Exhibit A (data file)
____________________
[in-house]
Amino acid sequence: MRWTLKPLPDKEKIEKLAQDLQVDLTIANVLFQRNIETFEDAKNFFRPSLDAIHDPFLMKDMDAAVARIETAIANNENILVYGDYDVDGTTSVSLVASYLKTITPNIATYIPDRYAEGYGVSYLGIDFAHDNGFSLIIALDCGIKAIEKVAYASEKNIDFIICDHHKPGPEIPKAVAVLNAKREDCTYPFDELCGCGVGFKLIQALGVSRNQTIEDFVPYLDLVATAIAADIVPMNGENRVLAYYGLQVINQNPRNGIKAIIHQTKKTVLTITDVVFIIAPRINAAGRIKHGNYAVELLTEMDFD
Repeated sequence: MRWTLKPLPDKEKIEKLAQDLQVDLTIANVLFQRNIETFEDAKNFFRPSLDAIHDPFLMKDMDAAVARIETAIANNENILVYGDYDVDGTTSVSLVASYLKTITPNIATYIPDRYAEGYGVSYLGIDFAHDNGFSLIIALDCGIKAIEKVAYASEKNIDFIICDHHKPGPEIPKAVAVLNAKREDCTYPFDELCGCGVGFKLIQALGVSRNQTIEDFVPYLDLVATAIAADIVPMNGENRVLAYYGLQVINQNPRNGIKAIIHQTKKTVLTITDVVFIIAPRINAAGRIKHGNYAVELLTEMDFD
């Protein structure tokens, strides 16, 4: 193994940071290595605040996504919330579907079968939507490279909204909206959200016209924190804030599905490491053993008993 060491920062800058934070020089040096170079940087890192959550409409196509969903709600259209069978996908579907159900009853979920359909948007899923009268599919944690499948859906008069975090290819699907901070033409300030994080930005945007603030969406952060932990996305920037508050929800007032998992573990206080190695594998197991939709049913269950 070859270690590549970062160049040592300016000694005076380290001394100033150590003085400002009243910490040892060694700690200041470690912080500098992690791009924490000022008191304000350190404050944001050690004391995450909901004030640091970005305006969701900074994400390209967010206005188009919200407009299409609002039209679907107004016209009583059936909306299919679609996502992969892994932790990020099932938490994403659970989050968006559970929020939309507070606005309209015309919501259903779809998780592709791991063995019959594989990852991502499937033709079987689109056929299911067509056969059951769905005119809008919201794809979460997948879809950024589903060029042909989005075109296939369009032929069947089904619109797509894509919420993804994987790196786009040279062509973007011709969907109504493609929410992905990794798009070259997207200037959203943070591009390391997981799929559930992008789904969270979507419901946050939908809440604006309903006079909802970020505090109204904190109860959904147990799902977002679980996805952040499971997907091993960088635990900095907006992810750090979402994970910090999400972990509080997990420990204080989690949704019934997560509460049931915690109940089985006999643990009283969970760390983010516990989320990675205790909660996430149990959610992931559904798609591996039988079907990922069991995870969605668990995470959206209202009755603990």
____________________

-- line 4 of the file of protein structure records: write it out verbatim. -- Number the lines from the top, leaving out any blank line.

């Protein structure tokens, strides 16, 4: 193994940071290595605040996504919330579907079968939507490279909204909206959200016209924190804030599905490491053993008993 060491920062800058934070020089040096170079940087890192959550409409196509969903709600259209069978996908579907159900009853979920359909948007899923009268599919944690499948859906008069975090290819699907901070033409300030994080930005945007603030969406952060932990996305920037508050929800007032998992573990206080190695594998197991939709049913269950 070859270690590549970062160049040592300016000694005076380290001394100033150590003085400002009243910490040892060694700690200041470690912080500098992690791009924490000022008191304000350190404050944001050690004391995450909901004030640091970005305006969701900074994400390209967010206005188009919200407009299409609002039209679907107004016209009583059936909306299919679609996502992969892994932790990020099932938490994403659970989050968006559970929020939309507070606005309209015309919501259903779809998780592709791991063995019959594989990852991502499937033709079987689109056929299911067509056969059951769905005119809008919201794809979460997948879809950024589903060029042909989005075109296939369009032929069947089904619109797509894509919420993804994987790196786009040279062509973007011709969907109504493609929410992905990794798009070259997207200037959203943070591009390391997981799929559930992008789904969270979507419901946050939908809440604006309903006079909802970020505090109204904190109860959904147990799902977002679980996805952040499971997907091993960088635990900095907006992810750090979402994970910090999400972990509080997990420990204080989690949704019934997560509460049931915690109940089985006999643990009283969970760390983010516990989320990675205790909660996430149990959610992931559904798609591996039988079907990922069991995870969605668990995470959206209202009755603990």